I will just go back to the chat. Is there anything there? So Henry is asking about the incidence of ADD in the AUD group. So I am assuming that ADD is Attention Deficit Disorder and in the Alcohol Use Disorder group. I actually do not know. But we do know that comorbidity with mental health and drug and alcohol issues is very common, particularly in men, and ADD is more common in men. So Henry, I am sure you could google that and find out what the actual incidence was, but they do occur.
Amila, you have asked about treating amphetamine-induced psychosis with Seroquel? Well, quetiapine is an anti-psychotic, so it is one that you can use, and it is sedating. Once again, it is really thinking about the level of distress and how acutely unwell the person that you are seeing is, whether they do need an inpatient admission and more support. I have certainly used anti-psychotics to help people manage psychotic symptoms, but if they are quite unwell, I would tend not to do it in the general practice setting and I get them engaged with the mental health service and ideally an admission for a period of time to ensure that they remain well.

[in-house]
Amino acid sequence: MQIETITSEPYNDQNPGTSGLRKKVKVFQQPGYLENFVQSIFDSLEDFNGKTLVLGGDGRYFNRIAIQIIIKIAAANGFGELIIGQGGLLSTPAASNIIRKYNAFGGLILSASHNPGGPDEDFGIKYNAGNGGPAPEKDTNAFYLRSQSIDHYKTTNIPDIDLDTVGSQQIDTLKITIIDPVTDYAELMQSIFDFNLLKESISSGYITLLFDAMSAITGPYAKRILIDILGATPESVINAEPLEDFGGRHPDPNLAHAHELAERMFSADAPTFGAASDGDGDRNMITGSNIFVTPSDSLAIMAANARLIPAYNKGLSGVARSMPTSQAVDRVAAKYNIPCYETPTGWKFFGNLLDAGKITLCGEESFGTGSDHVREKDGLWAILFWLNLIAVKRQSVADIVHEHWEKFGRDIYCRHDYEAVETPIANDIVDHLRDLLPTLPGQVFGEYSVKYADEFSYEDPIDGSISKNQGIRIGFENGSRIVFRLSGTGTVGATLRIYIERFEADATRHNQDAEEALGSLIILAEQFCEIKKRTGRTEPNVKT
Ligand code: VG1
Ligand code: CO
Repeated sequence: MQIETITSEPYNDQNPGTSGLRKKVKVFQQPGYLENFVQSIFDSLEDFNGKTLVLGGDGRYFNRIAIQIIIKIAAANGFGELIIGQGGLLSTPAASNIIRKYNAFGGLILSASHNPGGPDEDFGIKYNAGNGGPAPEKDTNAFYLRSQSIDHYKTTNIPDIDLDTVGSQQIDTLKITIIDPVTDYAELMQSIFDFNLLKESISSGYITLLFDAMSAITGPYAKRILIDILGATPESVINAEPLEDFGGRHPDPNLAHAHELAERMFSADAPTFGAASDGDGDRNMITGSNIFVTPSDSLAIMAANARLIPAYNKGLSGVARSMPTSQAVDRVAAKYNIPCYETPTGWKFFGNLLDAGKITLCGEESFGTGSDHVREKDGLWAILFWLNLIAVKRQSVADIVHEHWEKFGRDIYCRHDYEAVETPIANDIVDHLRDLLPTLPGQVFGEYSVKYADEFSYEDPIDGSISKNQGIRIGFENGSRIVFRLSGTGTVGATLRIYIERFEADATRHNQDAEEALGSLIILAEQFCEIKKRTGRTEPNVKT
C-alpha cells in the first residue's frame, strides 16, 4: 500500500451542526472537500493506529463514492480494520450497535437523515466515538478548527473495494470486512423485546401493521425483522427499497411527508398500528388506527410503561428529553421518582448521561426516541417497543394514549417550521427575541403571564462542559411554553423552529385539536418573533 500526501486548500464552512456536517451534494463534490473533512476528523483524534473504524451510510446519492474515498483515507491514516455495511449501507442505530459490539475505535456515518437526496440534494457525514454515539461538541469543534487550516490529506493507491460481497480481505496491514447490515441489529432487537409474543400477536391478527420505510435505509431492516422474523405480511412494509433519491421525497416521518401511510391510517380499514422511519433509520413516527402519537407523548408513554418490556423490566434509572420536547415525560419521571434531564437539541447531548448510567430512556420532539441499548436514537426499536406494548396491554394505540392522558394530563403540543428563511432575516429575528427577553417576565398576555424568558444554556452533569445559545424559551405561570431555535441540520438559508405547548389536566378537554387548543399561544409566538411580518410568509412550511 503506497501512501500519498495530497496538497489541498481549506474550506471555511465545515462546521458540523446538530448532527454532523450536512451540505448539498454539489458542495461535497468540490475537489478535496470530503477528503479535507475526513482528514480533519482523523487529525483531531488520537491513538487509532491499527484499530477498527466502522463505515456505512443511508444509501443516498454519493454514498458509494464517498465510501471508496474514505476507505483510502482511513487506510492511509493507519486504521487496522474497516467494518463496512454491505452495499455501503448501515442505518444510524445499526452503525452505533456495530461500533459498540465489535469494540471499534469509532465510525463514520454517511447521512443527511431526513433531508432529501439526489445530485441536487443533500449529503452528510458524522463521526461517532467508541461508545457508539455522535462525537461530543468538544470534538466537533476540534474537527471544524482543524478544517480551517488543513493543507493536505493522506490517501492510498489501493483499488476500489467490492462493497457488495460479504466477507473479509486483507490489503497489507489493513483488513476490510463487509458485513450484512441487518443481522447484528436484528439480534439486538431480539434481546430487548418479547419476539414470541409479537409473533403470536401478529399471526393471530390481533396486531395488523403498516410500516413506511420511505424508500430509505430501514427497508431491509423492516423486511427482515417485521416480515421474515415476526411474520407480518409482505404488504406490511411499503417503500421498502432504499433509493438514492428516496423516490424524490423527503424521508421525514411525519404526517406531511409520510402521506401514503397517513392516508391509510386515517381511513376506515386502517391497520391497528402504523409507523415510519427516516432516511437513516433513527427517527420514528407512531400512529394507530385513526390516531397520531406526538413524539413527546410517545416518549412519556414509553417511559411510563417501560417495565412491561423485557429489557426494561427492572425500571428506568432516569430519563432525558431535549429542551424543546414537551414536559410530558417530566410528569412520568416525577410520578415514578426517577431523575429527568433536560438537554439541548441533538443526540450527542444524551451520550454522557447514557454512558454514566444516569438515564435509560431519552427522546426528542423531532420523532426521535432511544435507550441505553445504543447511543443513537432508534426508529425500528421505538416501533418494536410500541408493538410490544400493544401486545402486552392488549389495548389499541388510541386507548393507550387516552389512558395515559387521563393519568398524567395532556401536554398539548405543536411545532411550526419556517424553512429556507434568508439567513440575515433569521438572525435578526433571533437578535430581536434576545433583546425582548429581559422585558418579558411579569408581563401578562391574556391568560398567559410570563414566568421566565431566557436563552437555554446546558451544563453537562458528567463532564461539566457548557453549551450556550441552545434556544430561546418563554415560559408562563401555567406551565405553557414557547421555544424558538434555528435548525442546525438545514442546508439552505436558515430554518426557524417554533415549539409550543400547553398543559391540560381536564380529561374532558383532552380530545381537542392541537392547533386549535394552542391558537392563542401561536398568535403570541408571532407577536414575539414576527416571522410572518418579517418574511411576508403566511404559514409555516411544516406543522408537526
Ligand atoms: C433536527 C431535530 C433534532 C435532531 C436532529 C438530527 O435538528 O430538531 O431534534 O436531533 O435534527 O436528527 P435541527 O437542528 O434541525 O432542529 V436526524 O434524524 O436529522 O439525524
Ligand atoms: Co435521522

Aneel has made a comment, follow up in our setting. I am kind of not sure, Aneel. Can you send me a little bit more information? Was that about a previous part of the conversation I am wondering? But if there is more information I am not entirely sure what that comment was about.
I am going to go back to anonymous attendee, who said I have a patient who was severely depressed and suicidal, started using Ice and no longer wanted to kill himself. Yes, look, once again, what are people treating? What are they trying to manage? And if you have severe depression and suicidal ideation, perhaps something that makes you feel a little bit lighter can be useful. There is however no evidence that stimulants are a treatment for severe depression or suicidal ideation.